Saturday 4 December 2010

This Side of Paradise + Zelda

This Side of Paradise

Anouck Lepere Plays Zelda Fitzgerald by Carter Smith for W

Zelda Sayre Fitzgerald was an American novelist and the wife of name brand viagra for sale writer F. Scott Fitzgerald. She was an icon of the 1920s—dubbed by her husband “the first American Flapper”. After the success of his first novel, This Side of Paradise (1920), the Fitzgeralds became celebrities. The newspapers of New York saw them as embodiments of the Jazz Age and the Roaring Twenties: young, seemingly wealthy, beautiful, and energetic.

Even as a child her audacious behavior was the subject of gossip. Shortly after finishing high school, she met F. Scott Fitzgerald at a dance. A whirlwind courtship ensued. Though he had professed his infatuation, she continued seeing other men. Despite fights and a prolonged break-up, they married in 1920, and spent the early part of the decade as literary celebrities in New York.  While Scott received acclaim for The Great Gatsby and his short stories, their marriage was a tangle of buy levitra online cheap jealousy, resentment and acrimony. Scott used their relationship as material in his novels, even lifting snippets from Zelda’s diary and assigning them to viagra professional his fictional heroines. Seeking an artistic identity of her own, Zelda wrote magazine articles and short stories, and at 27 became obsessed with a career as a ballerina, practicing to exhaustion.

The strain of her tempestuous marriage, Scott’s increasing alcoholism, and her growing instability presaged Zelda’s admittance to the Sheppard Pratt sanatorium in 1930. She was diagnosed with schizophrenia.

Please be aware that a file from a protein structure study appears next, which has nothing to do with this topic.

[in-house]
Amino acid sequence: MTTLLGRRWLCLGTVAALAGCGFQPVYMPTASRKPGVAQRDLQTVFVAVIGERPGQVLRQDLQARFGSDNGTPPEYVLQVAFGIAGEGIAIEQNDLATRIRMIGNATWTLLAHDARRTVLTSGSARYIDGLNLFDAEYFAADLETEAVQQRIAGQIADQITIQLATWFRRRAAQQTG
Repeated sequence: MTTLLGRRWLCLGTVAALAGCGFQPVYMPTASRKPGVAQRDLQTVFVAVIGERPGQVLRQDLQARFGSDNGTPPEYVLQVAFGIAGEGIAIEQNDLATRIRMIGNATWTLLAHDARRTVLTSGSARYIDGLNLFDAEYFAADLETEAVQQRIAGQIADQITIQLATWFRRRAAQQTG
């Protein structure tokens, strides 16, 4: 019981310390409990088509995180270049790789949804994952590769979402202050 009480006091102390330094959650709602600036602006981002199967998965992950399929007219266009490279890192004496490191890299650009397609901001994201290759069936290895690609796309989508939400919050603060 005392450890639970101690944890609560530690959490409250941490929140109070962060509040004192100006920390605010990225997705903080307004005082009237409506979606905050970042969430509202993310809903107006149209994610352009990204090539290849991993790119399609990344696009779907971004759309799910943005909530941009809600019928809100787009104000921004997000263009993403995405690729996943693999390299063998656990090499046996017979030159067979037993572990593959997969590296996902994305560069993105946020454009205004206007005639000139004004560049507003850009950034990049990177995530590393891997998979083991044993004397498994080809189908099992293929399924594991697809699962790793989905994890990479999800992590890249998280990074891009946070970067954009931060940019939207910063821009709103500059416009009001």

F. Scott Fitzgerald’s This Side of Paradise describes life at Princeton among the glittering, bored, and disillusioned—the post–World War I “lost generation.” Published in 1920, when he was just twenty-three, the novel was an overnight success and fastest delivery of cialis shot Fitzgerald to instant stardom as dauphin of the Jazz Age.

Taking its title from a line of the Rupert Brooke poem Tiare Tahiti, the book examines the buy cialis mastercard lives and morality of post-World War I youth. Its protagonist, Amory Blaine, is an attractive Princeton University student who dabbles in literature and has the book’s theme of love warped by greed and status-seeking.

In the summer of cialis for cheap 1919, 22-year-old Fitzgerald broke up with the girl he had been courting, Zelda Sayre. After being drunk for much of the summer he returned to St. Paul, Minnesota, where his family lived, to complete the novel, hoping that if he became a successful novelist he could win Zelda back. While at Princeton, Fitzgerald had written an unpublished novel called The Romantic Egotist and ultimately 80 pages of the typescript of this earlier work ended up in This Side of Paradise.

On September 4, 1919, Fitzgerald gave the manuscript to a friend to deliver to Maxwell Perkins, an editor at Charles Scribner’s Sons in New York. The book was nearly rejected by the editors at Scribners, but Perkins insisted, and on September 16 it was officially accepted. Fitzgerald begged for early publication—convinced that he would become a celebrity and impress Zelda—but was told that the novel would have to online viagra sales wait until the get cheap lexapro online spring. Nevertheless, upon the acceptance of his novel for publication he went and visited Zelda and lexapro 20 mg they resumed their courtship. His success imminent, she agreed to marry him.

This Side of Paradise was published on March 26, 1920 with a first printing of 3,000 copies. The initial printing sold out in three days, confirming Fitzgerald’s prediction of overnight fame. On March 30, four days after publication and one day after selling out the first printing, Scott wired for Zelda to come to New York and get married that weekend. Barely a week after publication, Zelda and Scott married in New York on April 3, 1920

Title: This Side of Paradise
Magazine: W November 2000
Model: Anouck Lepère
Photographer: Carter Smith

{Images via Noir Facade}

 

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